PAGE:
Porsche Communication Management (PCM) forms the basis of the Panamera E-Hybrid Sport Turismo's infotainment suite, housing media, navigation, and wireless internet connectivity on a 12.3-inch touchscreen display with CD/DVD, SD card, auxiliary, or Bluetooth media functionality in addition to AM/FM digital radio. Inputs can be made via touch, gesture, or handwriting recognition, and the screen can be customized with a range of widgets, which can become confusing. What makes it a little less confusing is using your smartphone, something you can achieve comprehensively only if you have an iPhone, as Apple CarPlay is available but Android Auto isn't. The standard audio system on the Panamera 4 E-Hybrid Sport Turismo is a basic 150-watt setup with ten speakers, but upgrades are available to a 14-speaker Bose system with 710 watts of punch. This is standard on the Turbo S and both variants can be upgraded further to a 1,455-watt, 21-speaker Burmester system.
While 2019 has been kind to the Panamera E-Hybrid Sport Turismo, no fewer than five recalls affected the 2018 model, with issues ranging from failing control units, intermittent loss of power steering assist, and brake line corrosion to no visual warning of brake pad wear, and on Turbo S models, a rear axle anti-roll bar connecting link that may detach. Porsche covers the E-Hybrid Sport Turismo range with a four-year/50,000-mile limited warranty and a limited battery warranty of eight years/100,000 miles.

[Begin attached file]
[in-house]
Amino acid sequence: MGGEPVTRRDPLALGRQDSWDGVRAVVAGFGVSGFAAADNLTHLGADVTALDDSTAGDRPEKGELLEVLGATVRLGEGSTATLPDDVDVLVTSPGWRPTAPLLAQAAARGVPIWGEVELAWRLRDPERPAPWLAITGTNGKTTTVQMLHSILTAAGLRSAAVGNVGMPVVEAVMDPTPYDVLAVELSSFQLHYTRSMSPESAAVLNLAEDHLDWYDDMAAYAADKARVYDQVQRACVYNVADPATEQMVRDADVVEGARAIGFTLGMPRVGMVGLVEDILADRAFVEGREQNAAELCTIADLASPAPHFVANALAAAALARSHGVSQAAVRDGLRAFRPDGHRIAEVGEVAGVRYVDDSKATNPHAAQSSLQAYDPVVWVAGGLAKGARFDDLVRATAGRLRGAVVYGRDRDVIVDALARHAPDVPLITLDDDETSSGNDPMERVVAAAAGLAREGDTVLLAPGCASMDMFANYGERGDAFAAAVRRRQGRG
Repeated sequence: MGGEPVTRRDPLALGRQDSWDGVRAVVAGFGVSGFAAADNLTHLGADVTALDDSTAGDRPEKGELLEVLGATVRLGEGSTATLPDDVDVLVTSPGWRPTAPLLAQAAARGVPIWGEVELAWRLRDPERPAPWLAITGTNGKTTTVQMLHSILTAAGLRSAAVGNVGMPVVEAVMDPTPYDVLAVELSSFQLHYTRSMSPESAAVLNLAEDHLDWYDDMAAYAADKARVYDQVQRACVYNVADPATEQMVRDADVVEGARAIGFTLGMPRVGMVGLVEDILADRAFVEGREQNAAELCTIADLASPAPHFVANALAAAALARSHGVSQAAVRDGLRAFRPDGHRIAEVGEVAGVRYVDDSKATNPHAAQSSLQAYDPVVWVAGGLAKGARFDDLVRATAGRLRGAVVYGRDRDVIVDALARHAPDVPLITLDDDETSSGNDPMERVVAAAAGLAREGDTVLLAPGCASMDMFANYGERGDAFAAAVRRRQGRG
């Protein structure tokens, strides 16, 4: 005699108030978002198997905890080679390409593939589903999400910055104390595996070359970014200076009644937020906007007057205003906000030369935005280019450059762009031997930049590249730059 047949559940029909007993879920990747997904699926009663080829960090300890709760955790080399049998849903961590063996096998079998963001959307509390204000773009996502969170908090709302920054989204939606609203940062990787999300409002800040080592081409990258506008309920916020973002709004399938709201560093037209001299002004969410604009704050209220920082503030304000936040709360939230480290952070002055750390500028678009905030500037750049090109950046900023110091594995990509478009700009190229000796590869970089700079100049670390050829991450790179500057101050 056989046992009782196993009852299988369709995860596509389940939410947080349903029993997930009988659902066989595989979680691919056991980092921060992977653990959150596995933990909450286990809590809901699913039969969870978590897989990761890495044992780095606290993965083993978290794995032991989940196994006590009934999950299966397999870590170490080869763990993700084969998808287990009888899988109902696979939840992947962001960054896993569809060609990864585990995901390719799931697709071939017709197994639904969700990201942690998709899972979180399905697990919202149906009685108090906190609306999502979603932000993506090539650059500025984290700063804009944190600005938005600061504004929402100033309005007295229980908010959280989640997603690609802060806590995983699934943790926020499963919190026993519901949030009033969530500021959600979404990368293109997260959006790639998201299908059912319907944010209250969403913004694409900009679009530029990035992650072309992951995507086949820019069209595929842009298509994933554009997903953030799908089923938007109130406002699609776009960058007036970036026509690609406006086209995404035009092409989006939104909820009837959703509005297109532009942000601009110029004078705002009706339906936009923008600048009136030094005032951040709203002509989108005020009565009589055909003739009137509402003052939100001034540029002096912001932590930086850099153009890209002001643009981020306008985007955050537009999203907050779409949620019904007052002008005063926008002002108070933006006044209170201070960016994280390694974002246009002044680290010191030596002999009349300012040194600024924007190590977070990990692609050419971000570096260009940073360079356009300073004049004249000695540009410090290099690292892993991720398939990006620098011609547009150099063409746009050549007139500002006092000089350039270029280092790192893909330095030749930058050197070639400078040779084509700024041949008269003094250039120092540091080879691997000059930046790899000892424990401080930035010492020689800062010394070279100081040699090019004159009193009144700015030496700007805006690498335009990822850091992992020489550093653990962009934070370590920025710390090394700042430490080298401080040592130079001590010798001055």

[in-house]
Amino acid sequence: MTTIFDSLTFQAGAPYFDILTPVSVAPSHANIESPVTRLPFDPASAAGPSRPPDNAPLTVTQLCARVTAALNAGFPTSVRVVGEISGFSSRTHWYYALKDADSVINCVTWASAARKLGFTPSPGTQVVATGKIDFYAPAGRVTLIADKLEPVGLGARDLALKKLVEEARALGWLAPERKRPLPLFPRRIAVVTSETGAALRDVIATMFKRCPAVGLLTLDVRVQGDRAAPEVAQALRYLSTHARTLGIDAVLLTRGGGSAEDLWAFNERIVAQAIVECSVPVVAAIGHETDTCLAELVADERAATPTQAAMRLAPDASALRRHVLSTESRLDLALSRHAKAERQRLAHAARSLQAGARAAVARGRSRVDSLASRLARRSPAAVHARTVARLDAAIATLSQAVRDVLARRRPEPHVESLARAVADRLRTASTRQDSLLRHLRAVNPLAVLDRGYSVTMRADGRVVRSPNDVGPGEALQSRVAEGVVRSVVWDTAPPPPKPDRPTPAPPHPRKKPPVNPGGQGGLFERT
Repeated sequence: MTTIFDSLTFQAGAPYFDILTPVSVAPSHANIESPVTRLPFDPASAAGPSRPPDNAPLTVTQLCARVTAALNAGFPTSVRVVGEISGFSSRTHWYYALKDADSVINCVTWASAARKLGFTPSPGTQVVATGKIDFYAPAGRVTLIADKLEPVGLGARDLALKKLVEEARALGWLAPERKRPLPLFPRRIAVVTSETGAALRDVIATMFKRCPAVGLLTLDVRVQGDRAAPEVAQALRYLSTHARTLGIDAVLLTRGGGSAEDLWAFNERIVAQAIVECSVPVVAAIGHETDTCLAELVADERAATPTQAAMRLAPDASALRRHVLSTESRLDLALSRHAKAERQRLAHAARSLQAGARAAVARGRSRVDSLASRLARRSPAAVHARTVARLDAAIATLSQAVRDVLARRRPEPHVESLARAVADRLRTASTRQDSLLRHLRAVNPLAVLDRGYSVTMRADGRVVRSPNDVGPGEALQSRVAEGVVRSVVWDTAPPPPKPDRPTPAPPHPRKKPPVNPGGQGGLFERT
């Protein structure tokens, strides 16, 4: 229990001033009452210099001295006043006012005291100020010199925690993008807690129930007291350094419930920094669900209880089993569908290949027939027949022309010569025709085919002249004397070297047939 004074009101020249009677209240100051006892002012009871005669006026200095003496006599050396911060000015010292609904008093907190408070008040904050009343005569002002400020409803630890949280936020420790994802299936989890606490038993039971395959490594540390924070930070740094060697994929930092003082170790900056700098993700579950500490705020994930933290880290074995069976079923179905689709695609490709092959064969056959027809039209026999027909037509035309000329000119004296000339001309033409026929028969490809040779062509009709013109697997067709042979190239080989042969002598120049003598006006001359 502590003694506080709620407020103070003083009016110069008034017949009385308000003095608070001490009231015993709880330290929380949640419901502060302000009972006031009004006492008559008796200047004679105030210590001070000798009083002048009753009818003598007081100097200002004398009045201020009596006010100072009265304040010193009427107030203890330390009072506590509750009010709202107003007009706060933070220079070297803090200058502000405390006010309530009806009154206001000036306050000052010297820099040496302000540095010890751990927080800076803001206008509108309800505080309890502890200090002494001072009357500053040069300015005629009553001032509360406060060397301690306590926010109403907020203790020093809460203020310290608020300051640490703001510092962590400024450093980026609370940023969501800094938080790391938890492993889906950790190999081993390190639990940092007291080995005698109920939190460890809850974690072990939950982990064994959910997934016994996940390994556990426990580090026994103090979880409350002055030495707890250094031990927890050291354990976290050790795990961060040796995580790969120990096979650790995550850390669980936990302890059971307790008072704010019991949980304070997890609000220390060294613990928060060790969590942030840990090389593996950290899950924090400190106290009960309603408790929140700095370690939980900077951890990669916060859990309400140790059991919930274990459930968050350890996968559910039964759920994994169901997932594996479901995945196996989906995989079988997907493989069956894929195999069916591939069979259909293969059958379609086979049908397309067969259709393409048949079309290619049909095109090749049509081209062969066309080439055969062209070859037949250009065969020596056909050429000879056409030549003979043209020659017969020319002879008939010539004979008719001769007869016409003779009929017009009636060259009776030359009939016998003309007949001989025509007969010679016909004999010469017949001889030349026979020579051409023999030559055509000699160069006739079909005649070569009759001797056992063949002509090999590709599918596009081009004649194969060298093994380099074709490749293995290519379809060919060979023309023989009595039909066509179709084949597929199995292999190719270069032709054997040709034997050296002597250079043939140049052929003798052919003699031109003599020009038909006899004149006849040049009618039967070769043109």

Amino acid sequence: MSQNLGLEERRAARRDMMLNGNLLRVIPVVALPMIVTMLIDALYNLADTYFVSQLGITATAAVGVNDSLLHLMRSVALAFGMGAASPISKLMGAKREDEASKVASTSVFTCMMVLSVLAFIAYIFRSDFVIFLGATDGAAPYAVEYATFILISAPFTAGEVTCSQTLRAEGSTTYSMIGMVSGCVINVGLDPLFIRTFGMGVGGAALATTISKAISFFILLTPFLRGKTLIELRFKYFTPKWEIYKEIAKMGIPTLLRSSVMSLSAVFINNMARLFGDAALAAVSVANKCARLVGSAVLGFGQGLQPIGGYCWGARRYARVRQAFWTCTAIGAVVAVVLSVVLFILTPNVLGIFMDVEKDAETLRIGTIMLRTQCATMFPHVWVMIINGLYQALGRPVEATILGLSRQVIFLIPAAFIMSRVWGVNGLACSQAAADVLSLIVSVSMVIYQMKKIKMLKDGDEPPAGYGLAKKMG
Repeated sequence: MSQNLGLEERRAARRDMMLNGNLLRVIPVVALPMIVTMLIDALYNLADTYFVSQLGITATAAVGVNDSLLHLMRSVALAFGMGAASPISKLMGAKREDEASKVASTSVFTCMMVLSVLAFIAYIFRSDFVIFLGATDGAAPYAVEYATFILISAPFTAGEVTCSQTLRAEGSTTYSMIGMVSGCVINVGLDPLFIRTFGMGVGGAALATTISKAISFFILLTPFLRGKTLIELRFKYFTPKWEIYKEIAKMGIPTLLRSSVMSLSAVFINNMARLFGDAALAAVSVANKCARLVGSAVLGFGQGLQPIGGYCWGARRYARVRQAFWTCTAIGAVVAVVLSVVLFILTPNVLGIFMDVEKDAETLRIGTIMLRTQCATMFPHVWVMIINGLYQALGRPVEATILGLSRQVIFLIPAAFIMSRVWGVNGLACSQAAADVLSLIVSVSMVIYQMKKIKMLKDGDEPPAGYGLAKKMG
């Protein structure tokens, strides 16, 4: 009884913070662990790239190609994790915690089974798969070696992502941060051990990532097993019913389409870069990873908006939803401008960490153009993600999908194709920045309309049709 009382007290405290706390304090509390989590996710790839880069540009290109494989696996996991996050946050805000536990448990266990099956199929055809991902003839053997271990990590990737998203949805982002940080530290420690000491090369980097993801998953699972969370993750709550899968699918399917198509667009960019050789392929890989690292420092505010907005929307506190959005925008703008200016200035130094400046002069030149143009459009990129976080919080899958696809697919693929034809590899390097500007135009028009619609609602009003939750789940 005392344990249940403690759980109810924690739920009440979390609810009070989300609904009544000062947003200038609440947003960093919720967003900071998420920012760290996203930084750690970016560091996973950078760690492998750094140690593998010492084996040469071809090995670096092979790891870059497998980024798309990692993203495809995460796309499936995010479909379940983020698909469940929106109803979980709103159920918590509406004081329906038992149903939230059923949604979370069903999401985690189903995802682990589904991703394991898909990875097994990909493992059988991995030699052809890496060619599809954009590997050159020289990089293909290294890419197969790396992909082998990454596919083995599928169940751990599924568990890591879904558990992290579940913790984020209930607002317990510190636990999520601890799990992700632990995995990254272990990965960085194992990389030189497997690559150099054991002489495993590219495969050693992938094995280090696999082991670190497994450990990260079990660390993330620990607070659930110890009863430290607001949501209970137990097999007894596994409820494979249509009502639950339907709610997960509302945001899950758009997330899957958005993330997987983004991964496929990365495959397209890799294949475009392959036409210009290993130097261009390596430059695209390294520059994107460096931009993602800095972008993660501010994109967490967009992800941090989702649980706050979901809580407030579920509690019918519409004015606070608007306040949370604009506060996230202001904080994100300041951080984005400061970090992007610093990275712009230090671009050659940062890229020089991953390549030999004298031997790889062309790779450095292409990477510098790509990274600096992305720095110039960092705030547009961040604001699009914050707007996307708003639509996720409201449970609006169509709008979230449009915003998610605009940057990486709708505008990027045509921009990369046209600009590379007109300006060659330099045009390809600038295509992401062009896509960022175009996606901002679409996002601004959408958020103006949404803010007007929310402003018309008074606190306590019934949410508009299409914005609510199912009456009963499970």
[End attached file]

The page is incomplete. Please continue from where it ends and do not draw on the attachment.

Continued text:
Unsurprisingly, neither the IIHS or NHTSA has evaluated the Panamera for crashworthiness. But you can rest assured Porsche wouldn't let it leave the factory if it posed any threat to potential buyers, which is why the Panamera E-Hybrid Sport Turismo comes standard with eight airbags including dual front knee bags, with the option to add rear-seat side airbags. You also get high-performance brakes, advanced stability and traction control systems, and depending on how you specify yours, everything from adaptive cruise control with traffic sign recognition to surround-view cameras, blind-spot monitoring, parking assist front and rear and even a night-vision camera.
The truth is, you've already made your mind up as to whether or not you want a Panamera E-Hybrid Sport Turismo in your garage or not. If you've decided in favor, then let us be the voice of agreement. It's a niche vehicle that's unlike any other luxury wagon on sale, but the extra practicality and style afforded by the Sport Turismo body simply adds an extra layer of exclusivity to the Panamera, which is already one of, if not the most accomplished luxury performance sedan on the market. The hit of electrification in E-Hybrid form simply means it's even more powerful, more potent, and yet more economical, with all-electric driving ability bolstering your bragging rights among your wealthy peers. The infotainment might not be the easiest to use or the most functional, the cargo volume might be less practical than a Buick Regal TourX, and you might need to spend tens of thousands of extra dollars on options alone, but you'll be a member of an elite club as the owner and driver of a Panamera E-Hybrid Sport Turismo, and can you really put a price on exclusivity? P.S. You can: exclusivity starts at $107,800.